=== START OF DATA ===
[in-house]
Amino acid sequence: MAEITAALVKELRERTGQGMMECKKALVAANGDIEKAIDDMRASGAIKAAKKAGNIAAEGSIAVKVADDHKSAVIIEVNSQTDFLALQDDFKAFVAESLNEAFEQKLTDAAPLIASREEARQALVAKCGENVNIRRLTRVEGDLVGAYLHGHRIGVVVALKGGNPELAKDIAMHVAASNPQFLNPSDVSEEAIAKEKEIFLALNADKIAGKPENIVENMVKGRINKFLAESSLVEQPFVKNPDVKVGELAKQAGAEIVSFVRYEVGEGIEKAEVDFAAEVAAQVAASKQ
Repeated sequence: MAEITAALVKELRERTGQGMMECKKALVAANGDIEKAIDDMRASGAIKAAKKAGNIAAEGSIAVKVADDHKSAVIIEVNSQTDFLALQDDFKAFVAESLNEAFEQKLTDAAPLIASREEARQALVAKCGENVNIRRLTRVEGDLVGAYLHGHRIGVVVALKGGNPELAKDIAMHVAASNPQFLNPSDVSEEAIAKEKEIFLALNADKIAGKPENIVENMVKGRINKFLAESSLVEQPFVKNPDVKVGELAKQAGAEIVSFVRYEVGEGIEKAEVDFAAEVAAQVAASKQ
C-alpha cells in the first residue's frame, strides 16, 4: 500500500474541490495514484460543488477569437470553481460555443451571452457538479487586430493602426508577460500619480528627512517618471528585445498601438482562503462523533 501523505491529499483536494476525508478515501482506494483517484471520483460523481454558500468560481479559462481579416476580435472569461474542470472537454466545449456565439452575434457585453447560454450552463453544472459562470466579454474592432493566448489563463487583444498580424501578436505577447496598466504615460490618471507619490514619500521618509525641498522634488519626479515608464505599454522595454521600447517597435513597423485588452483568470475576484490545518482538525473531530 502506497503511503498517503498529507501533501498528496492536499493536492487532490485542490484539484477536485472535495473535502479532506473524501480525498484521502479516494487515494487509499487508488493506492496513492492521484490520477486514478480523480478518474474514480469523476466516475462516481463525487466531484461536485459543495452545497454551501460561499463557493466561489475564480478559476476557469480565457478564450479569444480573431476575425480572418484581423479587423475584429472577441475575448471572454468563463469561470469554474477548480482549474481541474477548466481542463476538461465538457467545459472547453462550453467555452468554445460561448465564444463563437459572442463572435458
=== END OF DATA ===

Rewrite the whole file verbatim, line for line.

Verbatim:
[in-house]
Amino acid sequence: MAEITAALVKELRERTGQGMMECKKALVAANGDIEKAIDDMRASGAIKAAKKAGNIAAEGSIAVKVADDHKSAVIIEVNSQTDFLALQDDFKAFVAESLNEAFEQKLTDAAPLIASREEARQALVAKCGENVNIRRLTRVEGDLVGAYLHGHRIGVVVALKGGNPELAKDIAMHVAASNPQFLNPSDVSEEAIAKEKEIFLALNADKIAGKPENIVENMVKGRINKFLAESSLVEQPFVKNPDVKVGELAKQAGAEIVSFVRYEVGEGIEKAEVDFAAEVAAQVAASKQ
Repeated sequence: MAEITAALVKELRERTGQGMMECKKALVAANGDIEKAIDDMRASGAIKAAKKAGNIAAEGSIAVKVADDHKSAVIIEVNSQTDFLALQDDFKAFVAESLNEAFEQKLTDAAPLIASREEARQALVAKCGENVNIRRLTRVEGDLVGAYLHGHRIGVVVALKGGNPELAKDIAMHVAASNPQFLNPSDVSEEAIAKEKEIFLALNADKIAGKPENIVENMVKGRINKFLAESSLVEQPFVKNPDVKVGELAKQAGAEIVSFVRYEVGEGIEKAEVDFAAEVAAQVAASKQ
C-alpha cells in the first residue's frame, strides 16, 4: 500500500474541490495514484460543488477569437470553481460555443451571452457538479487586430493602426508577460500619480528627512517618471528585445498601438482562503462523533 501523505491529499483536494476525508478515501482506494483517484471520483460523481454558500468560481479559462481579416476580435472569461474542470472537454466545449456565439452575434457585453447560454450552463453544472459562470466579454474592432493566448489563463487583444498580424501578436505577447496598466504615460490618471507619490514619500521618509525641498522634488519626479515608464505599454522595454521600447517597435513597423485588452483568470475576484490545518482538525473531530 502506497503511503498517503498529507501533501498528496492536499493536492487532490485542490484539484477536485472535495473535502479532506473524501480525498484521502479516494487515494487509499487508488493506492496513492492521484490520477486514478480523480478518474474514480469523476466516475462516481463525487466531484461536485459543495452545497454551501460561499463557493466561489475564480478559476476557469480565457478564450479569444480573431476575425480572418484581423479587423475584429472577441475575448471572454468563463469561470469554474477548480482549474481541474477548466481542463476538461465538457467545459472547453462550453467555452468554445460561448465564444463563437459572442463572435458